114  Dawn Bennett and Sophie Hennekam outcomes that would enable them to align their existing resources with their resource demands: what they expected to have in the future. Passion and talent were the dominant career drivers and performance careers were the primary career goal. Many musicians wrote about their long-term engagement with music and its impact on their career thinking. Most early careerists aspired to a performance career, which was positioned as superior to other career outcomes; a solo career was the pinnacle of success. Musicians positioned non-performance careers, such as teaching, as less desirable. For example: We all want a performing career, if possible even going solo. That’s why you study music: to play in front of an audience. Becoming a teacher is the worst-case scenario, that’s for the ones who don’t make it. It’s the last-choice option. The music career hierarchy has been recognised by multiple scholars, who note the influence of early socialisation,9 performance-focussed examination systems,10 performance-based tertiary curricula,11 and performance-based indicators of success.12 This differs considerably from the motivations and priorities of pre-service music educators (music education students);13 yet, the hierarchy dominated the thinking of early-career musicians. Optimisation is the process of allocating efforts and resources to optimise performance in selected domains. Early-career musicians evidenced optimisations through their shifting career goals. This most often involved rethinking career success to incorporate careers beyond performance. Even where performance goals were met, musicians began to realise that few musicians practise solely in performance roles, even when this is financially viable. Rather, musicians explored multiple opportunities and often found meaningful work within a number of practice domains, such as teaching and management roles. Compensation refers to the strategies employed to maintain a desired level of work-related performance. Realising that stable music careers in one organisation, sector, or industry are uncommon,14 early-career musicians began to anticipate the need to take on multiple concurrent roles (and even multiple careers).15 A new priority for the early careerists was the need to sustain and enhance their employability; they began to see that this would be a consistent feature of their careers. Experiencing “boundaryless” careers,16 many early-career musicians began to explore why, how, and with whom they might find success: I do a bit of everything: composing, designing, developing [and] performing. Nowadays you need to use all the different talents you have. You cannot rely on one particular skill. I believe people have several careers in several domains, and that continuous learning and developing oneself is key to staying employable.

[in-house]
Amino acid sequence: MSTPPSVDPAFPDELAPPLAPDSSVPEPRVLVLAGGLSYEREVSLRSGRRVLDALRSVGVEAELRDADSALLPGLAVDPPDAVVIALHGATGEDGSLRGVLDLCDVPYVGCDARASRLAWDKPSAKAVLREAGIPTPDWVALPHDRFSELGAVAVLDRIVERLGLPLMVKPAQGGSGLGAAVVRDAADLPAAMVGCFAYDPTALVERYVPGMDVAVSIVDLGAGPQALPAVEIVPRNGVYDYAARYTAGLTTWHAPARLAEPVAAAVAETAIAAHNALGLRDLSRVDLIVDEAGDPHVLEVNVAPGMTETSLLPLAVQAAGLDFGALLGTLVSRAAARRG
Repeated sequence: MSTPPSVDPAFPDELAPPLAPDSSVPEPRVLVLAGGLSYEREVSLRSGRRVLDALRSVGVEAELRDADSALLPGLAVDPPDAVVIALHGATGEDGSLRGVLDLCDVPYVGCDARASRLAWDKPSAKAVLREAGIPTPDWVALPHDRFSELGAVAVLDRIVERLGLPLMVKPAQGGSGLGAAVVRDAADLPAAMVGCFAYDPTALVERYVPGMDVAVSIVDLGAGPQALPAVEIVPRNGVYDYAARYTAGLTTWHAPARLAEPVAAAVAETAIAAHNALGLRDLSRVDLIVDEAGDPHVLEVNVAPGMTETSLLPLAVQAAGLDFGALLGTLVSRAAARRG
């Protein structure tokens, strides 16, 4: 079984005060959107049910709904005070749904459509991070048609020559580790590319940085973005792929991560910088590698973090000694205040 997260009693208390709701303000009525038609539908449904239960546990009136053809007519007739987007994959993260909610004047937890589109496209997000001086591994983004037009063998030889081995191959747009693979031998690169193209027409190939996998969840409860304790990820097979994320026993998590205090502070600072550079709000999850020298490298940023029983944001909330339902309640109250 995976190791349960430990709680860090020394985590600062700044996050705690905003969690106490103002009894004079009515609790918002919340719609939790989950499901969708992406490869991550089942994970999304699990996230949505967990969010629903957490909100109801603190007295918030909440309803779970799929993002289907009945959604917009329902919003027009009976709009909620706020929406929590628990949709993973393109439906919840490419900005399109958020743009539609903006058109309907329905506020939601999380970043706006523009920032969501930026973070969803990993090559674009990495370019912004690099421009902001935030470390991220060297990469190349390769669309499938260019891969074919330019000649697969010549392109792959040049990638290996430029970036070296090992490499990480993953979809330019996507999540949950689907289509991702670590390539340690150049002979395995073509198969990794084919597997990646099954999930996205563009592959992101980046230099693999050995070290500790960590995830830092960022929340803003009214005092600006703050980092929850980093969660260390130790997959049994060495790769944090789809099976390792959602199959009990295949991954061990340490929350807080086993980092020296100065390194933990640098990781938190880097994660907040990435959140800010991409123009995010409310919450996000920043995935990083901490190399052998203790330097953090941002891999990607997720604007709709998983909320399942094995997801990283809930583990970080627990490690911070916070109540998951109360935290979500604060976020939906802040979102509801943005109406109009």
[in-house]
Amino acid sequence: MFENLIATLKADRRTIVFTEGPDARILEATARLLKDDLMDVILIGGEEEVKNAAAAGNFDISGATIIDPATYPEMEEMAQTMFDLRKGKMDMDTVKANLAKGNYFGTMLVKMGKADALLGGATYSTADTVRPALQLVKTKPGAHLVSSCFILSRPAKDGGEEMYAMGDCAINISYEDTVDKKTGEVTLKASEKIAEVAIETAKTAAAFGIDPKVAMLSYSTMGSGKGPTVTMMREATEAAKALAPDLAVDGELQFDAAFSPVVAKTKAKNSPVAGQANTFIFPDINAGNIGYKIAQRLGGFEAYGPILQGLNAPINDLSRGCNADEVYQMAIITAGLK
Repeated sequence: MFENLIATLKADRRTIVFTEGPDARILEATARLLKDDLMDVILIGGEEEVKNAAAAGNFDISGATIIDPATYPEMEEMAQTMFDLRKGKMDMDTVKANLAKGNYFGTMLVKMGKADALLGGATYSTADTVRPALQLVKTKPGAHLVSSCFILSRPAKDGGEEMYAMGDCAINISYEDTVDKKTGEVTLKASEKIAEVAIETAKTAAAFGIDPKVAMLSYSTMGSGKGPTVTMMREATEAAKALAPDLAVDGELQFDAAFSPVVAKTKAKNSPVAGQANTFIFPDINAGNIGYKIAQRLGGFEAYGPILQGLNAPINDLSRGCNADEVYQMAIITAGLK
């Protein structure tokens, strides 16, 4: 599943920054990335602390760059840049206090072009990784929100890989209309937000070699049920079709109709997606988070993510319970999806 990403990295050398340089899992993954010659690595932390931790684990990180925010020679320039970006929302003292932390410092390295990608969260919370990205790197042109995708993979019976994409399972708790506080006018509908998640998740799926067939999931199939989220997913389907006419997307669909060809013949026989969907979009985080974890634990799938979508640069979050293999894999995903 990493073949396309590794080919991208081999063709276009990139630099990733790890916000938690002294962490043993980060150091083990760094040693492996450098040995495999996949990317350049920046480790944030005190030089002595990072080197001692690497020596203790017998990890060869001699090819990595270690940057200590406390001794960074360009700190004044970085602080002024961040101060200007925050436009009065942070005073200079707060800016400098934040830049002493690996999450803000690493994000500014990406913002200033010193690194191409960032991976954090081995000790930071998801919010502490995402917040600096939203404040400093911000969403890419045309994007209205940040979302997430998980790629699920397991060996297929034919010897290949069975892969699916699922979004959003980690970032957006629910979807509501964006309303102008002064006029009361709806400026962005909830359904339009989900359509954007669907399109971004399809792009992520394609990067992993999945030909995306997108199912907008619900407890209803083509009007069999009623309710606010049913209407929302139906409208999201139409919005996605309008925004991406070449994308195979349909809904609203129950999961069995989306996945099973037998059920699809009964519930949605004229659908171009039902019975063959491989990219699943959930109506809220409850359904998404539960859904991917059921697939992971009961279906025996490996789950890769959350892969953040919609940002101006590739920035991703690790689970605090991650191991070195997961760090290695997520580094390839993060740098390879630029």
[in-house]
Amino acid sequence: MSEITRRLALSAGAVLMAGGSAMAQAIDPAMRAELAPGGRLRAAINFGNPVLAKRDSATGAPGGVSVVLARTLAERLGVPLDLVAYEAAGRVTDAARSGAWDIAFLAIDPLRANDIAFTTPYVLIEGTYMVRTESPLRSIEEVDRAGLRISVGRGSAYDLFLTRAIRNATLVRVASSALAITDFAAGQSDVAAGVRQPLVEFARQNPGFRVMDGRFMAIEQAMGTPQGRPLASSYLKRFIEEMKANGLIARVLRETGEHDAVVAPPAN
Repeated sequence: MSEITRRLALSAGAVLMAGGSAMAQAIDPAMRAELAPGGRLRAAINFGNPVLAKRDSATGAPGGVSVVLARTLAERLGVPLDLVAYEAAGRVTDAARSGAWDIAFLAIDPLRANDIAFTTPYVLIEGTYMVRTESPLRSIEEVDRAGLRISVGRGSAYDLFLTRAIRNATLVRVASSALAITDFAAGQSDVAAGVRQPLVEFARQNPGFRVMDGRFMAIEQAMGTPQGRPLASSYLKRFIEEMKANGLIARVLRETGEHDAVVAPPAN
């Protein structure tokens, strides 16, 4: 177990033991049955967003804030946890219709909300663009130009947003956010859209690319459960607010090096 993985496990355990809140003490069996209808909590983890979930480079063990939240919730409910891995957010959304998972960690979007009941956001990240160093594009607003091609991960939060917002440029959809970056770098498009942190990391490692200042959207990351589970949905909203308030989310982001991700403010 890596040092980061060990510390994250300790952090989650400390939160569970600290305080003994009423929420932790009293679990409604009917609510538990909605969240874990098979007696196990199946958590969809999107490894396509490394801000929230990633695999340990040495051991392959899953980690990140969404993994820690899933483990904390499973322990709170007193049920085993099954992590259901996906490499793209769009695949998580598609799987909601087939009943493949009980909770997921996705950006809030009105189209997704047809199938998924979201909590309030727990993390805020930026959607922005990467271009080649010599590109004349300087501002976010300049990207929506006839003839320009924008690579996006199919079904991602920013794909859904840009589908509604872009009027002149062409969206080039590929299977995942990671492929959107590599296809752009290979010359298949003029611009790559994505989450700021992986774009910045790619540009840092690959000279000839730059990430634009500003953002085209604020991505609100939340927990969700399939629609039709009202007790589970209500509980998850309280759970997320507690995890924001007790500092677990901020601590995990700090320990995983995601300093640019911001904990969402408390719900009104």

Lifespan Perspective Theory  115 SOC strategy